Kits

Reviews of scale model kits.

Sopwith Pup RFC - Part 1

Published: October 11th, 2010     
Sopwith Pup RFC -  Part 1
Reviewed by: Roger Rasor, IPMS# 34117
Scale: 1/32
Company: Wingnut Wings, Ltd

Part I

Wingnut Wings has released two 1/32 scale Sopwith Pup kits, one containing parts and multiple markings for the Royal Navy version and one containing parts and markings for the Royal Flying Corps version.  The subject of this review is the RFC version. 

If you build plastic model airplanes and have not heard of this kit manufacturer before, you must have been spending a year or so under a rock somewhere.  Wingnut Wings is a New Zealand-based company with a passion for World War I subjects in general and aircraft in particular.  This new company made a big splash in the hobby last year when they released their first four World War I kits and created an even bigger wave this year when they released four more.  Everything is 1/32 scale and produced at a level that leaves most other kits in the dust.   The almost overwhelming response to the release of the first kits was a wide-eyed Wow andthe latest kits deserve the same response.

Gloster G.40 Pioneer by Pavla Models

Published: October 11th, 2010     
Gloster G.40 Pioneer by Pavla Models
Reviewed by: John Ratzenberger, IPMS# 40196
Scale: 1/72
Company: Pavla Models

Allow me to start by thanking Pavla Models for their most generous contribution of numerous models for review by IPMS/USA.

Background

The Gloster G.40 Pioneer was the first British jet -- it is also known as the Gloster Whittle or the Gloster E.28/39.  There were two aircraft built but the second crashed so this one, W4041/G, did all the testing from its first flight on 15 May 1941 until it was put on display in the London Science Museum in 1946.

I asked for this not because I am particularly interested in the aircraft but because I had just done the FROG version for the Classic British Kits SIG display at Scale Model World (Telford) in 2009.  That kit is so bad that I felt I should have a better representation on my shelf.  For those of you not familiar with the FROG kit, the wings and fuselage are two different scales and the two figures -- one sitting, one standing -- are also.

FW-190A & F Wing Root Gun Covers Closed

Published: October 8th, 2010     
FW-190A & F Wing Root Gun Covers Closed
Reviewed by: Floyd S. Werner, Jr., IPMS# 26266
Scale: 1/48
Company: Loon Models

Eduard's FW-190s are some of my favorite models. One 'nitpicky' thing is that you have to cut open the wing root gun covers so that the kit parts will fit in a closed position.  Sometimes this results in a less than perfect fit, depending on how well you cut them.  Well you don't have to do it anymore. Loon Models provides the two covers with the trailing edges suitably thinned so you no longer have to cut into the wings. This will make that whole process so much simpler and ensure a perfect fit.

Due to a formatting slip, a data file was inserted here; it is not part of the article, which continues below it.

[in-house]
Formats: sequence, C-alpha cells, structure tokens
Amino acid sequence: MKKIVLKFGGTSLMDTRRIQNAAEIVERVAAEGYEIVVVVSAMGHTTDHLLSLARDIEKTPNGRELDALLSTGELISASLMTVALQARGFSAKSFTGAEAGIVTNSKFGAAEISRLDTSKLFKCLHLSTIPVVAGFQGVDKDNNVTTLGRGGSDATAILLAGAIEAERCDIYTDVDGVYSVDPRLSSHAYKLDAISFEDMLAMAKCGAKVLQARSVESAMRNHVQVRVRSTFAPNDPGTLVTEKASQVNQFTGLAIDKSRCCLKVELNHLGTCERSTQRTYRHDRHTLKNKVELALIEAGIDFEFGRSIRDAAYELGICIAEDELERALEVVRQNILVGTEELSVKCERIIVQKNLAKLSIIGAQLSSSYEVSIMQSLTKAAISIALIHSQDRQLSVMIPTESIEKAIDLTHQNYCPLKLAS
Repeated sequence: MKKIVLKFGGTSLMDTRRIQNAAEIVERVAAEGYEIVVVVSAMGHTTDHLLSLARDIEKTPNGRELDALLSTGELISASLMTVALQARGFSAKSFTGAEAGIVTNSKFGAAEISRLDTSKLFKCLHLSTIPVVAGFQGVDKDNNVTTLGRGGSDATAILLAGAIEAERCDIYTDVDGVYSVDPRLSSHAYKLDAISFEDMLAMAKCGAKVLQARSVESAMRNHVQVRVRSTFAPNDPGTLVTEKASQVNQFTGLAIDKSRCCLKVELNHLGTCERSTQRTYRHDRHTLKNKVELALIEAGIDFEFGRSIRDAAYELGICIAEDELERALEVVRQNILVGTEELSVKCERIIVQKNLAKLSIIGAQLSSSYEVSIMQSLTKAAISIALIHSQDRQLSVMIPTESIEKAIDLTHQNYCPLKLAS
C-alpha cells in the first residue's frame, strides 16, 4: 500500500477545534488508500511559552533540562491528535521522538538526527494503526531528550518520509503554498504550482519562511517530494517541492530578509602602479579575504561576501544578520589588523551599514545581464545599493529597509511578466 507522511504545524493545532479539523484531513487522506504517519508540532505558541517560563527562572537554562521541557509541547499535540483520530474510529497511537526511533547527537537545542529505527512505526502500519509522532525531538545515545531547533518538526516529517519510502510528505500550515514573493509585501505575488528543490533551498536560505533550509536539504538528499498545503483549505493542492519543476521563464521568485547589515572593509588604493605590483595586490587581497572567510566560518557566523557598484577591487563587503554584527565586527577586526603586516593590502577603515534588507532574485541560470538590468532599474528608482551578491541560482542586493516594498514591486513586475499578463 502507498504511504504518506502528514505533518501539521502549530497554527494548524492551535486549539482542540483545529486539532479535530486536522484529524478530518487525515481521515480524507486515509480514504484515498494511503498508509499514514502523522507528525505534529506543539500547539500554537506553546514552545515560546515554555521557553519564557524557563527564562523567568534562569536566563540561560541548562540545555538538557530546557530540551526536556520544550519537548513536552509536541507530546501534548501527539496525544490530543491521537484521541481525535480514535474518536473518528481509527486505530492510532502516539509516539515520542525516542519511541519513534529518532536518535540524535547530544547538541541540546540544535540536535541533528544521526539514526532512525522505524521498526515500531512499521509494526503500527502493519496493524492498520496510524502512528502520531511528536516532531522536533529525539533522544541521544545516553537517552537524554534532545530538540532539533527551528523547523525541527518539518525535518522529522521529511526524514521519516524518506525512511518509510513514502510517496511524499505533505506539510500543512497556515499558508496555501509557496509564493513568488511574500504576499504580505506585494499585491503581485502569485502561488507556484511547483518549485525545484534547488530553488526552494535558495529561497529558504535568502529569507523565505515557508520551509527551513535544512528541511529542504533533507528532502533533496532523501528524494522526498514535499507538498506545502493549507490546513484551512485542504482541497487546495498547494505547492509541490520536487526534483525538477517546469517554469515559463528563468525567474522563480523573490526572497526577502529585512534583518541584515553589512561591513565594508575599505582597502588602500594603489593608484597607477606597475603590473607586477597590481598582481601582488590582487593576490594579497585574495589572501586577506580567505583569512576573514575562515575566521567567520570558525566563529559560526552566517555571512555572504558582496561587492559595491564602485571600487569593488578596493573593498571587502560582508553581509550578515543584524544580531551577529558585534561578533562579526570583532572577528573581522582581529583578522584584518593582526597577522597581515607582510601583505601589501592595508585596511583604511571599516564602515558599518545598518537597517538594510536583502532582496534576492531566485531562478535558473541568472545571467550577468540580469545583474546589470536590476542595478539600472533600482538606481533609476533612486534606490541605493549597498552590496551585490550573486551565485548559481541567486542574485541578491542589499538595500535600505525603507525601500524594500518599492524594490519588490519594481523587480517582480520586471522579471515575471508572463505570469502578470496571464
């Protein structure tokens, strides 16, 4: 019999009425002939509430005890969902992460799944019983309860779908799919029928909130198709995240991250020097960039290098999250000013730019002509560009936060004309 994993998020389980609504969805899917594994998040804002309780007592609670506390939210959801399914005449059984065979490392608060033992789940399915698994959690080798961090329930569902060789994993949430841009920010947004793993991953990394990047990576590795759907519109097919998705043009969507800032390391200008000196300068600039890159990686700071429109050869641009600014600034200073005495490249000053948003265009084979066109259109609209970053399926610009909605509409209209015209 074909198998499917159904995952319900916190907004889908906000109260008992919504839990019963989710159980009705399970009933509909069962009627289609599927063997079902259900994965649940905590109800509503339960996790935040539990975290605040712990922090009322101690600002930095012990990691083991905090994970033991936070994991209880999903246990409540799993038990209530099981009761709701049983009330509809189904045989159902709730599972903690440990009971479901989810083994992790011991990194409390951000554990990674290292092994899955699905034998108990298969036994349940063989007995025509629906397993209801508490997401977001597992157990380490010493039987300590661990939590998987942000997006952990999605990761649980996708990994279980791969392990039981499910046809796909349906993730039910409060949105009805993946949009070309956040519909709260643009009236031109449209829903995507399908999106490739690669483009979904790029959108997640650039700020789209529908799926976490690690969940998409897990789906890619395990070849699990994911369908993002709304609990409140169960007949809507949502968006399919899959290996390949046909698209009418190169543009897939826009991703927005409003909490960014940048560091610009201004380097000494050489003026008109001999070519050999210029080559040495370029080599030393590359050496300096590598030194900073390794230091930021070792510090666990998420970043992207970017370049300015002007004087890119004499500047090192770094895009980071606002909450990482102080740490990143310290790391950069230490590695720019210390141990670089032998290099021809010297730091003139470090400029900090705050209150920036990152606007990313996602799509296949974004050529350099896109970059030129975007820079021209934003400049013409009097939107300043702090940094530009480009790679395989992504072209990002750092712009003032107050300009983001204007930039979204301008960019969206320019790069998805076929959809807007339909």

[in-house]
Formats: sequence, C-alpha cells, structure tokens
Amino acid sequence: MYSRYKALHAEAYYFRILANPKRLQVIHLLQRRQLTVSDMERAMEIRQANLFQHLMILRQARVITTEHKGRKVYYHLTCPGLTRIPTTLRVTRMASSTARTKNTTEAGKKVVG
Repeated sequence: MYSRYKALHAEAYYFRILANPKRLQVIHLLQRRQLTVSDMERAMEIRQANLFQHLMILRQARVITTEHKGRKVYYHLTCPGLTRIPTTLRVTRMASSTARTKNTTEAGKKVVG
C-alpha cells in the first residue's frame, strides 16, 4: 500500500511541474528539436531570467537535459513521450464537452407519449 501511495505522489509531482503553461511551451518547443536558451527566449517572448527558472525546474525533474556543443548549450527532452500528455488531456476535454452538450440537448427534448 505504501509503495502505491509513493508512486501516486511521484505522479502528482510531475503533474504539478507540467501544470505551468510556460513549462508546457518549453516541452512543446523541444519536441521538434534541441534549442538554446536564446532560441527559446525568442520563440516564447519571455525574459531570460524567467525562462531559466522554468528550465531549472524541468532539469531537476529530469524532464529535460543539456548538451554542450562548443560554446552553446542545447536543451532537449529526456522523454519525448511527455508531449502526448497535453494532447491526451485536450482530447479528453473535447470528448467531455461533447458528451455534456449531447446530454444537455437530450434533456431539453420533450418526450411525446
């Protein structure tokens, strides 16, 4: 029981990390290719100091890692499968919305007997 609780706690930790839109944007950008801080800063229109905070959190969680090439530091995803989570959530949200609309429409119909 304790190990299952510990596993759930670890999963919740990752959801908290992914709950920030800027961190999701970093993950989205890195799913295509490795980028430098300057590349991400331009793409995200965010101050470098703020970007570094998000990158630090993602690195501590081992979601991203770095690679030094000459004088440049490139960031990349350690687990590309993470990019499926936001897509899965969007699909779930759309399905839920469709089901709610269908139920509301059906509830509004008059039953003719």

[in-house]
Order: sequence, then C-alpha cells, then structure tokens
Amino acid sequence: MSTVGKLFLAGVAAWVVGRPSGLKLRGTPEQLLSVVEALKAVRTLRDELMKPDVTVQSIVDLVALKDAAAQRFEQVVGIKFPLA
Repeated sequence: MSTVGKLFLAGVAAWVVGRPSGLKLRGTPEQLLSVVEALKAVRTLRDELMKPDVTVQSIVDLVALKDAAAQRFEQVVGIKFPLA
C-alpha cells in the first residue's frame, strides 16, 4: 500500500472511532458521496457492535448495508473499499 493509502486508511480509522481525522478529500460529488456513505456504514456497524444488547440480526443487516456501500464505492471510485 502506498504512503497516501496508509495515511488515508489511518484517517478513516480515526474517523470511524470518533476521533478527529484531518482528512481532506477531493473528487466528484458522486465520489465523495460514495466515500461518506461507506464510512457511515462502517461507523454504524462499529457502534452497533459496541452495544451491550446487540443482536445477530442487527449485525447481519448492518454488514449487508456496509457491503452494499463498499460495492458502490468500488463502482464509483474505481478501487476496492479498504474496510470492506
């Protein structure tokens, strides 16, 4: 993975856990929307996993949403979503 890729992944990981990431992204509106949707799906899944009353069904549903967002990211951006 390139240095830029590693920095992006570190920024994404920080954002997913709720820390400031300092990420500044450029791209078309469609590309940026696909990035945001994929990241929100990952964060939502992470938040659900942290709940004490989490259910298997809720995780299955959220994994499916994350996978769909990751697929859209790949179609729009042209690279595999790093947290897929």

Molded in light yellow resin that is blemish free these are easy additions to the kit.

Highly recommended.

Thanks to Loon Models for the review copy.  Tell them IPMS/USA sent you. Note: Loon Models is the "house-brand" for Roll Models, Inc.

C-47 Dakota Cowlings

Published: October 8th, 2010     
C-47 Dakota Cowlings
Reviewed by: Roger Carrano, IPMS# 45853
Scale: 1/48
Company: Quickboost

Recommended Kit: Trumpeter

I have read many reviews about Trumpeter's C-47 kit and, although they range from good to great, most reviews seem to pick up on the errors where the rudder and the cowlings are concerned. This review will cover Quickboost's corrected cowlings as compared with the kits cowlings.

F-100F Super Sabre

Published: October 5th, 2010     
F-100F Super Sabre
Reviewed by: Dave Koukol, IPMS# 46287
Scale: 1/48
Company: Trumpeter

Background

In the decade following the end of World War II, aircraft performance and design advanced at a dizzying pace. Proposed in 1951 and first flown in 1953, the North American F-100 Super Sabre followed in the footsteps of legendary P-51 Mustang and F-86 Sabre, and was the first American production fighter capable of flying at sustained supersonic speeds in level flight. Although intended as a clear-weather daytime air superiority fighter, the "Hun" saw its most notable service during the Vietnam War as a fighter-bomber. The quantum leap in performance over previous fighters was accompanied by an unprecedented accident rate, as Air Force pilots with supersonic experience were few and far between outside of the flight test community. In order to curb the high accident rate, North American developed a two-seat trainer variant on its own nickel, and the design rapidly evolved into a two-seat variant of the F-100D, designated F-100F. Although it did little to reduce the accident rate, the F-100F played an instrumental role in the birth of SEAD (suppression of enemy air defenses) mission as the first "Wild Weasel" platform and as a forward air control (FAC) aircraft.